Fair Park was once our city’s crown jewel, the centerpiece of urban living. Today, it is surrounded by concrete, poverty, and empty buildings. By reconnecting it to downtown and by bringing new street life and amenities to the abutting neighborhood, Dallas could restore its most important park and remake it into a source of year-round enjoyment for the surrounding communities.
Plans and studies for redoing Fair Park, if stacked one atop another, could reach to the ceiling. The problem is, these studies have always presented top-down solutions to revitalizing the park. Fair Park will be revitalized only when the community demands it and the neighborhood takes a hand in it.
New development arising from the removal of I-345 creates the market demand that is needed to force the issue on Fair Park. The Mayor’s Task Force on Fair Park recommended that it become a year-round entertainment facility. It did not say, however, how that could be accomplished while the State Fair commandeers the park for four months of the year. The four month occupation also prohibits any year round tenants to refurbish and lease the historic buildings at Fair Park. The State Fair’s attempt to open a summer theme park concept was a $30 million failure.
New people produce new thinking as well as new demand. Fair Park could indeed be a year-round park. It could also serve as a Dallas venue for a major university. It could also be an entertainment and sports district centered around the Cotton Bowl. It could also continue to house the seasonal State Fair of Texas. It could, in fact, do all four of these things – and by doing them, become a jobs engine for the surrounding community.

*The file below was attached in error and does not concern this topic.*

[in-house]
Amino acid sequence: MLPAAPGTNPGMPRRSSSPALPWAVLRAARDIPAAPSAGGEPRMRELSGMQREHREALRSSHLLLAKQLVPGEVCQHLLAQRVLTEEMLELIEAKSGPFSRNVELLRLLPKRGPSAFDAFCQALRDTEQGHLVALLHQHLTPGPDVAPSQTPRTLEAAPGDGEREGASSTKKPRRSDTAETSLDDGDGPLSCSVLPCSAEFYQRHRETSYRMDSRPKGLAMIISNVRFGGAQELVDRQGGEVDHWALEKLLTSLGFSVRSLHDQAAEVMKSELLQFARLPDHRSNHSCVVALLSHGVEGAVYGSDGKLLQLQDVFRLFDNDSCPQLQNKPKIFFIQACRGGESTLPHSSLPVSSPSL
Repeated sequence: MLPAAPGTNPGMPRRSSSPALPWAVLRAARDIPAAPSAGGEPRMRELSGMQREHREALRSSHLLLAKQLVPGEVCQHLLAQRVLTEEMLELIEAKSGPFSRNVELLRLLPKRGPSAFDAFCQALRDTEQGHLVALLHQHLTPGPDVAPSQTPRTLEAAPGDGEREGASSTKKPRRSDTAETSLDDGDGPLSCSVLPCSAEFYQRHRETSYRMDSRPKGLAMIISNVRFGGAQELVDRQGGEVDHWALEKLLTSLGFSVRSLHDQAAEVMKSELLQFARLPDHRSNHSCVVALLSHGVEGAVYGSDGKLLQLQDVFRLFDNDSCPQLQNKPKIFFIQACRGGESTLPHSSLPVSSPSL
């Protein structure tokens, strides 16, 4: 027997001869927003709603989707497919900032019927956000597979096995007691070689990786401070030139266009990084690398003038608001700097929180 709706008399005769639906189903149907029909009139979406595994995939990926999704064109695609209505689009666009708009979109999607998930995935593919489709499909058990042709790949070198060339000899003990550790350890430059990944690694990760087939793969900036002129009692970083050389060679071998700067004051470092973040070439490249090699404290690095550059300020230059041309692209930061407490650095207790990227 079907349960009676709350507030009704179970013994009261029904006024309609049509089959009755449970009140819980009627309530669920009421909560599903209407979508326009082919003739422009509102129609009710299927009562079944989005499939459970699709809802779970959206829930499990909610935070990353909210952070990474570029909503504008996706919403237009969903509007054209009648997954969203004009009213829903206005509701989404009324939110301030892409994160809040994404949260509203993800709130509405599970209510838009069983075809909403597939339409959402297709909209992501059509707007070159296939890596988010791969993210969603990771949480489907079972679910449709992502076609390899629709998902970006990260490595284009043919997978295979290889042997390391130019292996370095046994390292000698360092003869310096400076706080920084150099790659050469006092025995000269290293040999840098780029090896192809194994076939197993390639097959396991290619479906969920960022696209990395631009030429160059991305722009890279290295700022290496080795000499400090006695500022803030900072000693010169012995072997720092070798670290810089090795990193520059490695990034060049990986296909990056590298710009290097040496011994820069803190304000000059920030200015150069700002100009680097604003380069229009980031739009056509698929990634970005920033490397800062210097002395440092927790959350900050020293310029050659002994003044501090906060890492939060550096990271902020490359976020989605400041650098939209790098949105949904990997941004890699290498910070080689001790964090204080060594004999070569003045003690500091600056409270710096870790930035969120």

By bringing economic activity to the East End of downtown, by putting people on the streets and amenities on the street corners, we energize an entire section of the city that is now lifeless and nearly deserted. That energy has a spillover effect. The biggest beneficiary of that spillover effect would be Fair Park. It could once again become our city’s crown jewel, the centerpiece of urban living in Dallas.
Where we stand:
We are encouraged by the city’s decision to open up the bid process for management of Fair Park, a welcome departure from the plan to turn it over to a private citizen with little built-in oversight. We will be evaluating all the proposed plan from what we believe two well-qualified groups with the ultimate goal of creating a signature park—and working in tandem with residents of Fair Park and South Dallas to advocate for the best solution that transforms Dallas’ crown jewel into a year-round economic engine.
What they’re saying: